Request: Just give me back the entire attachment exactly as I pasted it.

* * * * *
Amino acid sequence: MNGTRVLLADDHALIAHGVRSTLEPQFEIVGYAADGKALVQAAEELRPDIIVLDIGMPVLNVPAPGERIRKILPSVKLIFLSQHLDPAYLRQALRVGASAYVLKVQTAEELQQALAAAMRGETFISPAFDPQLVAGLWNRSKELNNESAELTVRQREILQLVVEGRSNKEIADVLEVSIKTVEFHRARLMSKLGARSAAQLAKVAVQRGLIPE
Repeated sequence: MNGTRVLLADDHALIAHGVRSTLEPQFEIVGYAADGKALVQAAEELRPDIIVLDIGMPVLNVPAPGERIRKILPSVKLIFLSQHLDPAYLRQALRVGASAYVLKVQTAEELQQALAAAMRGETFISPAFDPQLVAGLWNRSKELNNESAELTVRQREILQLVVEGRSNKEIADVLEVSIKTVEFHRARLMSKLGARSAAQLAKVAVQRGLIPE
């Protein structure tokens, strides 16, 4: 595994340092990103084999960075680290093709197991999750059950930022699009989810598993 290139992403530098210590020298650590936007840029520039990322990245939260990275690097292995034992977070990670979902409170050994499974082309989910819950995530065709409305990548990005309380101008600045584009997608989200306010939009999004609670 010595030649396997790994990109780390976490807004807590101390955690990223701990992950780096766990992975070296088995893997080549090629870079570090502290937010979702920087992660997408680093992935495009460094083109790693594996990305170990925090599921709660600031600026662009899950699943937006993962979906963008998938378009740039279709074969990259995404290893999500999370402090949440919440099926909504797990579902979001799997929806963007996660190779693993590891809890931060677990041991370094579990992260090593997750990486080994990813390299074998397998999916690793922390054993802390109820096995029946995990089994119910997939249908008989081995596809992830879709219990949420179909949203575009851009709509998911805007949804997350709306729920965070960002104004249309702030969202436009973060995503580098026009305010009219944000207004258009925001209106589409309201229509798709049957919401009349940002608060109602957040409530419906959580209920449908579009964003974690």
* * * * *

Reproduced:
Amino acid sequence: MNGTRVLLADDHALIAHGVRSTLEPQFEIVGYAADGKALVQAAEELRPDIIVLDIGMPVLNVPAPGERIRKILPSVKLIFLSQHLDPAYLRQALRVGASAYVLKVQTAEELQQALAAAMRGETFISPAFDPQLVAGLWNRSKELNNESAELTVRQREILQLVVEGRSNKEIADVLEVSIKTVEFHRARLMSKLGARSAAQLAKVAVQRGLIPE
Repeated sequence: MNGTRVLLADDHALIAHGVRSTLEPQFEIVGYAADGKALVQAAEELRPDIIVLDIGMPVLNVPAPGERIRKILPSVKLIFLSQHLDPAYLRQALRVGASAYVLKVQTAEELQQALAAAMRGETFISPAFDPQLVAGLWNRSKELNNESAELTVRQREILQLVVEGRSNKEIADVLEVSIKTVEFHRARLMSKLGARSAAQLAKVAVQRGLIPE
């Protein structure tokens, strides 16, 4: 595994340092990103084999960075680290093709197991999750059950930022699009989810598993 290139992403530098210590020298650590936007840029520039990322990245939260990275690097292995034992977070990670979902409170050994499974082309989910819950995530065709409305990548990005309380101008600045584009997608989200306010939009999004609670 010595030649396997790994990109780390976490807004807590101390955690990223701990992950780096766990992975070296088995893997080549090629870079570090502290937010979702920087992660997408680093992935495009460094083109790693594996990305170990925090599921709660600031600026662009899950699943937006993962979906963008998938378009740039279709074969990259995404290893999500999370402090949440919440099926909504797990579902979001799997929806963007996660190779693993590891809890931060677990041991370094579990992260090593997750990486080994990813390299074998397998999916690793922390054993802390109820096995029946995990089994119910997939249908008989081995596809992830879709219990949420179909949203575009851009709509998911805007949804997350709306729920965070960002104004249309702030969202436009973060995503580098026009305010009219944000207004258009925001209106589409309201229509798709049957919401009349940002608060109602957040409530419906959580209920449908579009964003974690």